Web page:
Mouthfeel is also really important while considering wine tasting. According to this website, the sensations that different wines present depend on body, alcohol, acidity, and sweetness. The body of the wine can be full (thick) or light (thin), just like whole milk versus skim milk. The amount of alcohol it contains can influence how warm it feels in the mouth and add to the body. The more “bite” a wine has, the more acidic it is. Acidity can cause a burning or stinging sensation on the tongue. The sweetness refers not to taste—as a wine flavored with pear or apple can still leave the mouth feeling dry—but to the actual amount of sugar present in the wine. Many of the beautiful complexities of wine and wine tasting would be lost without mouthfeel.

Another important topic to consider when studying mouthfeel is how it varies across the lifespan. Younger children tend to be more picky eaters, and aren’t as open to trying new foods as adults. This could be due to a heightened sensitivity to mouthfeel in children. One study found that sensitivity to touch in children was related to picky eating — children who disliked putting their hands in sandy or slimy substances also rejected a lot of the foods that were presented to them. This is because touch sensitivity in hands is related to touch sensitivity in the mouth.

The knowledge of mouthfeel has lots of potential to be applied to everyday life. It helps explain why we choose certain foods over others, and why children are picky eaters. Cultural differences in mouthfeel explain why some foods that come from certain countries are prepared in a certain way, and the words that are used to describe them demonstrate the range of importance to the people in those countries as well. Mouthfeel helps us determine when a food has gone bad and shouldn’t be eaten, or if a vegetable is perfectly ripe and will be good in the dish you’re cooking. Think about mouthfeel the next time you eat a peanut butter sandwich–do you prefer chunky or smooth peanut butter?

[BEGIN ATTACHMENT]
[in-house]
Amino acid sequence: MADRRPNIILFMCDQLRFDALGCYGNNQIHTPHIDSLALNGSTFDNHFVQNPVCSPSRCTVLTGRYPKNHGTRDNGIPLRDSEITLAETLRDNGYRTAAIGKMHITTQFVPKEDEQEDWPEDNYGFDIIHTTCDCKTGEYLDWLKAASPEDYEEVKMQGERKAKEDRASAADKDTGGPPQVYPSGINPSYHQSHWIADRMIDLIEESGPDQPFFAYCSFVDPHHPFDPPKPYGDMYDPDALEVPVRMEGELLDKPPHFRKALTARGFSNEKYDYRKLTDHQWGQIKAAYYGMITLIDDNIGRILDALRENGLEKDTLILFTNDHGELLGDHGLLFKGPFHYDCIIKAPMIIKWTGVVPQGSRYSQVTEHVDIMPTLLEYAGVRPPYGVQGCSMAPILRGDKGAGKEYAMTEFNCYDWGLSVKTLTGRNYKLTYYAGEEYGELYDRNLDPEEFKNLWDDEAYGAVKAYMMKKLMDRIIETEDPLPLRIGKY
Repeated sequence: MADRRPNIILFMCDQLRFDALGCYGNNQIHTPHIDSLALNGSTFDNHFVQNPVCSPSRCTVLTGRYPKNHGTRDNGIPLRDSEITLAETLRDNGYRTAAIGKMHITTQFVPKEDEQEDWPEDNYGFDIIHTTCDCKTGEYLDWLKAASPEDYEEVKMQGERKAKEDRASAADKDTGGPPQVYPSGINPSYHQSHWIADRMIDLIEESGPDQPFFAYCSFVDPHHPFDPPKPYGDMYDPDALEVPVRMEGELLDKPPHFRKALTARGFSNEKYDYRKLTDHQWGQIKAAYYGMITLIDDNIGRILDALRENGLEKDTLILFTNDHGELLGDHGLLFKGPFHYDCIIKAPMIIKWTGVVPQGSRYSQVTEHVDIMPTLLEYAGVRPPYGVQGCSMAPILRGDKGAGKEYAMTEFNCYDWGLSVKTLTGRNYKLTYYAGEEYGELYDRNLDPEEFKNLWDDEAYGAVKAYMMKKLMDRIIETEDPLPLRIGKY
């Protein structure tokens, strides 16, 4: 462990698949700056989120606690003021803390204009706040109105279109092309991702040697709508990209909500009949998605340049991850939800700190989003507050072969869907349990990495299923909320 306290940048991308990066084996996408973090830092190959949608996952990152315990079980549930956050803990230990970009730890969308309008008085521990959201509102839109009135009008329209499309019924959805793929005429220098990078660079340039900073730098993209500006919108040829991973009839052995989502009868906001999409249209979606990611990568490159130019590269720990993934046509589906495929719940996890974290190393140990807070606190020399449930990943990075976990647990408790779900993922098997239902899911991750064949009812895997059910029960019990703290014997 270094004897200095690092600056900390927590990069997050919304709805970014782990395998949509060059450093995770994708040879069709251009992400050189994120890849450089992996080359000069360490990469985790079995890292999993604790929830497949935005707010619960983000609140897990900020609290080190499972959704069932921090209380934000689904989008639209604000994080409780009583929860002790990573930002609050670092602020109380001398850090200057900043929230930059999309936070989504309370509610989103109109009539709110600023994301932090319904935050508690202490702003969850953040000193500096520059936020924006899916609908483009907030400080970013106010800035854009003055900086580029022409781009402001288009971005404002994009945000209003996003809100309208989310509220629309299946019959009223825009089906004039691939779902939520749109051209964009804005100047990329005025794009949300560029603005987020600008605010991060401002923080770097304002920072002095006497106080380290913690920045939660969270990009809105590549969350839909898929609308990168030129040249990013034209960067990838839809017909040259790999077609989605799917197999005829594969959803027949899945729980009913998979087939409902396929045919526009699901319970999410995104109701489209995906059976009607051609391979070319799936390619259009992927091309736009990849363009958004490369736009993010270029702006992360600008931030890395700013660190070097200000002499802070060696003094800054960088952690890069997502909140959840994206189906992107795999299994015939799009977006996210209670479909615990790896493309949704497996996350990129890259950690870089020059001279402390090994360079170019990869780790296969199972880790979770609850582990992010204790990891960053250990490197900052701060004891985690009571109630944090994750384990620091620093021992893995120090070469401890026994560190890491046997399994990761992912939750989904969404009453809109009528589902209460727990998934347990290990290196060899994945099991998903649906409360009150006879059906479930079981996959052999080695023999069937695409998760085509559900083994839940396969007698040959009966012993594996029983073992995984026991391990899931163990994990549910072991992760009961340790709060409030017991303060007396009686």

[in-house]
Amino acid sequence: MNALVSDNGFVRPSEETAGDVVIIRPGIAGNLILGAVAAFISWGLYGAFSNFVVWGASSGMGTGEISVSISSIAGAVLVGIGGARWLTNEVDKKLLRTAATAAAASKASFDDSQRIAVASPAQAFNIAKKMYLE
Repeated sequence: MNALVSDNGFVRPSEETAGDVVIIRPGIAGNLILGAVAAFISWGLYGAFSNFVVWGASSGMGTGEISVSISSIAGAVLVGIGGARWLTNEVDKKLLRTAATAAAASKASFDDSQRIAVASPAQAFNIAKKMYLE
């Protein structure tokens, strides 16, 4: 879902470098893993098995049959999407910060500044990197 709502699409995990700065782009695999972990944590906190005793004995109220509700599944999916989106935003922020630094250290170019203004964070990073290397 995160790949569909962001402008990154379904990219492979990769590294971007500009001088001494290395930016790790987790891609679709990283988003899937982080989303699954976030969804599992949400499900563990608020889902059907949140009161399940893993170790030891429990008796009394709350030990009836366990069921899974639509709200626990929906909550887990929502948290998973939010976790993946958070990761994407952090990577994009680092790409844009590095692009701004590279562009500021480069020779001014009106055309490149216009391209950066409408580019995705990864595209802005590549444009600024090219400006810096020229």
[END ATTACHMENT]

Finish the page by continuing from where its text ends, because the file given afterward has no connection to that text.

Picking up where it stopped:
Cambell, S. (n.d.). The Mouthfeel of Chocolate & The Cacao Tree. Retrieved from https://www.streetdirectory.com/food_editorials/snacks/chocolates/the_mouthfeel_of_chocolate_the_cacao_tree.html

Parsons, R. (2017, June 2). Mouthfeel: the effect of sensation and texture on the flavor of food. Retrieved March 3, 2020, from https://www.splendidtable.org/story/mouthfeel-the-effect-of-sensation-and-texture-on-the-flavor-of-food

Mouthfeel. (n.d.). Retrieved from https://www.dictionary.com/browse/mouthfeel?s=t

Nederkoorn, C., Houben, K., & Havermans, R. C. (2019, May 1). Taste the texture. The relation between subjective tactile sensitivity, mouthfeel and picky eating in young adults. Retrieved from https://www.ncbi.nlm.nih.gov/pubmed/30664910

The Mouthfeel of Wine. (2018, July 1). Retrieved from https://www.markhamvineyards.com/1879-society-newsletter/the-mouthfeel-of-wine/#